A major UK supermarket chain has bid adieu to self-service checkouts, replacing the automated kiosks with good old-fashioned human cashiers.
News of the retailer’s decision has now sparked a nationwide debate closer to home, with many Aussie shoppers wondering if they, too, will soon be waving goodbye to self-checkouts.
British supermarket chain Booths recently decided to pull the plug on self-service checkouts, citing customer demand as the reason for the change.
Booths’ managing director Nigel Murray told BBC Radio Lancashire that “our customers have told us this over time, that the self-scan machines that we’ve got in our stores they can be slow, they can be unreliable, they’re obviously impersonal.”
“We stock quite a lot of loose items – fruit and veg and bakery – and as soon as you go to a self-scan with those you’ve got to get a visual verification on them, and some customers don’t know one different apple versus another for example,” Murray said.
“We are a business that prides ourselves on the high standards and high levels of warm, personal care.
“We like to talk to people and we’re really proud that we’re moving largely to a place where our customers are served by people, by human beings, so rather than artificial intelligence, we’re going for actual intelligence.”
With the UK supermarket scene undergoing a checkout metamorphosis, Australians are left wondering whether their local grocery stores will follow suit.
Advocates of the change took to social media to argue that a return to human-operated checkouts will boost jobs and customer satisfaction.
— myworld (@Barbara37134341) November 10, 2023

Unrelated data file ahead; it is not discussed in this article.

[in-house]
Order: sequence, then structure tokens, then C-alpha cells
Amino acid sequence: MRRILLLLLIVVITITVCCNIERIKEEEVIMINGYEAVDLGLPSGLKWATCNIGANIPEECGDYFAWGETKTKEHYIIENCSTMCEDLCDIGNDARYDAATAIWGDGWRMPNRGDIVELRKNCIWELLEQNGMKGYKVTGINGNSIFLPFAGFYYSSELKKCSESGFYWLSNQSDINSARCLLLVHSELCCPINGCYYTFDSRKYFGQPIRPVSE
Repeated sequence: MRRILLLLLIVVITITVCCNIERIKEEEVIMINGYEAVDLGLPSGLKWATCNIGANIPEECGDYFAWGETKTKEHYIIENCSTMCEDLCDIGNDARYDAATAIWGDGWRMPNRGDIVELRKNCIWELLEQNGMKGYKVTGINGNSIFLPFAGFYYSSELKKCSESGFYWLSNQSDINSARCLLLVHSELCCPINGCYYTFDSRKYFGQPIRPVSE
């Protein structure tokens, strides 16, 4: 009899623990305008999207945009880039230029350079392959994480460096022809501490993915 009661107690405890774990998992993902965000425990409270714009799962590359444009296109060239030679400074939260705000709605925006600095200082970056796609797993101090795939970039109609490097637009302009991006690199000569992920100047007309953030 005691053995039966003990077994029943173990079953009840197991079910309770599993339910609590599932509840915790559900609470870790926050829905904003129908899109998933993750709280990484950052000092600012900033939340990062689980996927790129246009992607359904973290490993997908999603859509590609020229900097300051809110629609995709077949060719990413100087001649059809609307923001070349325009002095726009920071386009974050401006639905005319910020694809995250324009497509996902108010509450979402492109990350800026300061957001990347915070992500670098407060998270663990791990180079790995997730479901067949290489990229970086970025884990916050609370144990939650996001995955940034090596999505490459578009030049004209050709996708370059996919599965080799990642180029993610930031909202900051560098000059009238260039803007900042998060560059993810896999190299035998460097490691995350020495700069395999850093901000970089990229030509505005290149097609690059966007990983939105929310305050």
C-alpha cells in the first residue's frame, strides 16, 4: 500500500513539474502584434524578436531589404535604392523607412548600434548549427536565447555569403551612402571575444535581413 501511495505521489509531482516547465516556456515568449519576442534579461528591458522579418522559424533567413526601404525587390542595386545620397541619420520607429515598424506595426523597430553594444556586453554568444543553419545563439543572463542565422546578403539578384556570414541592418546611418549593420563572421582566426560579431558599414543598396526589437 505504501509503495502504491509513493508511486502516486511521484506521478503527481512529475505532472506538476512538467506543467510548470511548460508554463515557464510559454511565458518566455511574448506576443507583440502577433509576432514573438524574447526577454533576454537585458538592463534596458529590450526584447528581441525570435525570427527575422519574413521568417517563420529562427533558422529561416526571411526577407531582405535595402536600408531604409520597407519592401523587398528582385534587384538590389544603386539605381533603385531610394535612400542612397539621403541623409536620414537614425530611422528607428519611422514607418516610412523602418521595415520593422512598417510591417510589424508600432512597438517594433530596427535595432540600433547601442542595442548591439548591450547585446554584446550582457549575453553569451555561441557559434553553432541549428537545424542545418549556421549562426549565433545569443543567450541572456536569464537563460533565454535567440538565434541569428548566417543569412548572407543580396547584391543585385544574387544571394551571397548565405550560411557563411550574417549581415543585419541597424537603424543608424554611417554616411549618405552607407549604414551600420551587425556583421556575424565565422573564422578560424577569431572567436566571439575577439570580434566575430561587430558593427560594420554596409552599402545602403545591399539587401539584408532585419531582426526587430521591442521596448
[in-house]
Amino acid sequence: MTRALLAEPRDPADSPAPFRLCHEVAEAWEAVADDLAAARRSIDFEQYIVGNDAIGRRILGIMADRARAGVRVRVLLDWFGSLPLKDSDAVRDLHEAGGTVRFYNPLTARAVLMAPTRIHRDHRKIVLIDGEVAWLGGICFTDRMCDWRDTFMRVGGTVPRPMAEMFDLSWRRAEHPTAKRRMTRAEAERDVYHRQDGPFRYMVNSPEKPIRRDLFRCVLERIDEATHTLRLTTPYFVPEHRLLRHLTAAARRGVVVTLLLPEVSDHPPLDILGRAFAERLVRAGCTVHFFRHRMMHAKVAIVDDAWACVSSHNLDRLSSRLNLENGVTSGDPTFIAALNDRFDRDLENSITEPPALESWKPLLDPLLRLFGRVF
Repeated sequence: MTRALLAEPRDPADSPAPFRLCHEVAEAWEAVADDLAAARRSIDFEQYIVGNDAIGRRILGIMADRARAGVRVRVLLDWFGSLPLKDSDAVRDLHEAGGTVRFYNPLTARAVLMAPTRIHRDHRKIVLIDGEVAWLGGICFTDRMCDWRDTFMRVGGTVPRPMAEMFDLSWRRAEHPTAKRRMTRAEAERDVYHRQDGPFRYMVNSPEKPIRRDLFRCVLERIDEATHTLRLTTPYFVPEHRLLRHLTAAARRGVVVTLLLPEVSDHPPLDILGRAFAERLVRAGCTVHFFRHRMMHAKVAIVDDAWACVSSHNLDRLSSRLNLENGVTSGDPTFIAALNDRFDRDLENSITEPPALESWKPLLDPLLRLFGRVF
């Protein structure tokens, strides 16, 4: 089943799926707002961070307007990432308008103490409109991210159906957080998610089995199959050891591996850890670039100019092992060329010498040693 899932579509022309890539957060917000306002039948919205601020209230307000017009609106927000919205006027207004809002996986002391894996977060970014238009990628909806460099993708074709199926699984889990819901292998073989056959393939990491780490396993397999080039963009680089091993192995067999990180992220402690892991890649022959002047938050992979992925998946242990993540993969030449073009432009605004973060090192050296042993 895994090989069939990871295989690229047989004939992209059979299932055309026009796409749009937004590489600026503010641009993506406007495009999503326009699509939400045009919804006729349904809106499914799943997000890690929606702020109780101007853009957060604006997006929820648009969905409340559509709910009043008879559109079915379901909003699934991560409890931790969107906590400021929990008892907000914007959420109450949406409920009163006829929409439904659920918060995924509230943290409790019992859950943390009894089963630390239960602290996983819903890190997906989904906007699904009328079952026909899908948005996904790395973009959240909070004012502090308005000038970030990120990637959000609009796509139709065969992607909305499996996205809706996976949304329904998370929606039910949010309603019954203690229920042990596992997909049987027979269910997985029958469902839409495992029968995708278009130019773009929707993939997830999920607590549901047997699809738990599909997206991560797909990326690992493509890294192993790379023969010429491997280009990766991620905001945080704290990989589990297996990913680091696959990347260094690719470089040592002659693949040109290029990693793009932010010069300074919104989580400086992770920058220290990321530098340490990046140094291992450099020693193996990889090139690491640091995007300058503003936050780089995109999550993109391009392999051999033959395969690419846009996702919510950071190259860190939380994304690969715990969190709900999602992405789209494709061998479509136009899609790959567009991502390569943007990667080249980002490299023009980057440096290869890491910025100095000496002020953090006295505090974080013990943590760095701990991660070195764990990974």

Oh wow! Please follow other supermarkets!!
— Alan Small (@AlanSma63491732) November 11, 2023
Good… They do nothing but put people out of jobs.
— Lee Duffy (@Leeno382) November 11, 2023
Resisting AI takeover 😂😂 But also good to see human interaction 👍🏼
— Becky Green (@BecksGreeny) November 11, 2023
On the other hand, tech-savvy consumers expressed concerns about potential delays and longer queues.
Can’t think of anything worse 😅
— Matt (@hodsonated) November 11, 2023
A loss for introverts
— Max (@MaxiWestie) November 10, 2023
Silly move. Just need the correct number of both
— Comfortably Numb 💎 (@derfdj2) November 10, 2023
I prefer self check outs as I’m not into making small chat.
— McGill 🟧 (@mcgill1975) November 11, 2023
Back to queuing, then waiting for slow people to move 🙄
— Clive (@Clive1942502) November 11, 2023
Can’t wait to queue up behind trolley loads with one item to buy…
— Socrates (@469_socrates) November 10, 2023
While some may welcome the prospect of returning to the ways of old and doing away with self-service checkouts, Professor of marketing and consumer behaviour at the QUT Business School Gary Mortimer told The New Daily that he didn’t believe Australia’s major supermarkets would adopt a similar approach.
“There’s certainly some smaller grocers, in South Australia particularly, that don’t use self-service registers,” he said.
“When you are dealing with fast-moving consumable goods, when you’re dealing with thousands of customers every day, sometimes these types of technologies do expedite that service process.”
Only time will tell if Australian supermarkets will jump on the bandwagon and bid farewell to self-service checkouts. Until then, shoppers on both sides of the globe will be watching the checkout lanes with keen interest, wondering if the future holds a friendly cashier or a touchscreen kiosk.